On the latter, while having approved the installation of a new, $119-million, 100-megawatt turbine, the regulator expresses concern the additional backup for the island won’t be ready before the first winter cold snap.
“The (PUB) notes that the schedule for the installation of this asset, which is planned to be in service for December 2014, is ambitious and believes that Hydro should give priority to ensuring, to the extent possible, that required work on existing generation and transmission assets is completed by December 1, 2014,” the executive summary of the report states.
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The PUB has also set out a list of items — maintenance and system checks — to be completed by power-provider Newfoundland and Labrador Hydro in the coming months.
“The board has set out significant reporting requirements for Hydro, the first of which are due to be filed on June 2, 2014. In addition, the board will be establishing a process, with regular reporting, to monitor Hydro’s progress on the priority action items that need to be completed before the upcoming winter.”
Meanwhile, the PUB found that the rolling blackouts and sudden outages of January were the result of two problems: a lack of available power to meet demand on Jan. 2-3, leading to rolling blackouts, and “subsequent equipment failures on Hydro’s bulk transmission system resulting in further widespread outages beginning on January 4.”
Every single item identified by the PUB as having “caused or contributed to the outages” falls to Newfoundland and Labrador Hydro.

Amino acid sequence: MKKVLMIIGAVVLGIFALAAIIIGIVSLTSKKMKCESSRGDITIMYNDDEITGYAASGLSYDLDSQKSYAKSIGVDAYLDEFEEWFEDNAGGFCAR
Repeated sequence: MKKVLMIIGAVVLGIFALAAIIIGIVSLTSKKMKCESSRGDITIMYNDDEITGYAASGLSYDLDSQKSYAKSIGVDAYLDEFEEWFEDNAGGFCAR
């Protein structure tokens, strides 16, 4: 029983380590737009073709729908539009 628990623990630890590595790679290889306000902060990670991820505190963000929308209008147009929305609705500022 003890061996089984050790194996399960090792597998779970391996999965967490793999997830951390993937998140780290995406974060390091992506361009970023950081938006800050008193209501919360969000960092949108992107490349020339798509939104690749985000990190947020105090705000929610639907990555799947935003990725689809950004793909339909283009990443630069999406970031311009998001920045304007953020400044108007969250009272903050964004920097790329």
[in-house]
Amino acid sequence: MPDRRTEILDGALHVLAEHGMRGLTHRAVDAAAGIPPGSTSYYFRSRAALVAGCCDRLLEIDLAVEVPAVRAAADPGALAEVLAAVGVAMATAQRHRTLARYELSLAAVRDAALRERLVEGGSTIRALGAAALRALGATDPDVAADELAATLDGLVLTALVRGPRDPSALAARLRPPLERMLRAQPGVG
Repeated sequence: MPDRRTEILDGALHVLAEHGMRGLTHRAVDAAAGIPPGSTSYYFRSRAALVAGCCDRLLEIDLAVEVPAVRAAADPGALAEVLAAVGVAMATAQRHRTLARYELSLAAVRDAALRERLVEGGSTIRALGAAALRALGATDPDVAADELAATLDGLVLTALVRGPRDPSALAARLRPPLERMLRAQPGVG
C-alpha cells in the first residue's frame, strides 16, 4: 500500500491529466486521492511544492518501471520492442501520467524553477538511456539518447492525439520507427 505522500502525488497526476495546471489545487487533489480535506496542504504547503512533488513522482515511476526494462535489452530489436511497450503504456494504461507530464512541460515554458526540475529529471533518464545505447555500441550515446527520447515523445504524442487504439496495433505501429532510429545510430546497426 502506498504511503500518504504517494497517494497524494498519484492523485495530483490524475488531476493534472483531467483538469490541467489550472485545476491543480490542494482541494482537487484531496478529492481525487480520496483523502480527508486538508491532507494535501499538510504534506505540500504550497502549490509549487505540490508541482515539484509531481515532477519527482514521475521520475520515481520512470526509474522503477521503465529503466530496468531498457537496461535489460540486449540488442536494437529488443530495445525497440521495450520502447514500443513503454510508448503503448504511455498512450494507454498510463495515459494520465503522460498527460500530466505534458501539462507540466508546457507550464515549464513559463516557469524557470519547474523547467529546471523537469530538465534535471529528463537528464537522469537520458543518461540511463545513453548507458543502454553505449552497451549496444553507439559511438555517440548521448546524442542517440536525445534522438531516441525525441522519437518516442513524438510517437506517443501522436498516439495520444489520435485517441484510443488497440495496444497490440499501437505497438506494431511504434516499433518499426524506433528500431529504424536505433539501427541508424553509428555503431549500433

The list, as stated in the report, includes:
• Hydro’s deferral of scheduled preventive maintenance and testing of key transmission system equipment, including the 2013 scheduled and recommended testing and maintenance on the transformer and circuit breaker at Sunnyside, which failed.
• Hydro’s failure to properly execute repairs and maintenance.
• Hydro’s failure to ensure the availability of qualified resources and vendor support.
• Hydro’s failure to procure critical spare parts for its generation assets.
• Hydro’s decisions on timing of generation asset repairs, notably the Hardwoods and Stephenville gas turbines.
“While it is not possible to determine whether the failures and outages of this past winter could have been avoided had different decisions been made by Hydro, the board finds the number and nature of equipment failures that occurred is unusual, raising questions as to Hydro’s operation and maintenance of its equipment, especially given that this is the second consecutive winter that customers on the Island Interconnected system have experienced widespread outages,” it states.
“Additional investigation in this area will be an important part of the board’s ongoing review.”
Public hearings on the longer-term outlook for the power system are being held in the fall. The deadline for anyone interested in presenting at the hearings is Wednesday, May 21. Those interested are asked to contact board secretary Cheryl Blundon at (709) 726-7600.
The PUB is expected to produce a final report in early 2015, addressing the system’s reliability through the future in-service of the Muskrat Falls hydro development.
The Telegram is reviewing the detailed report. More to come.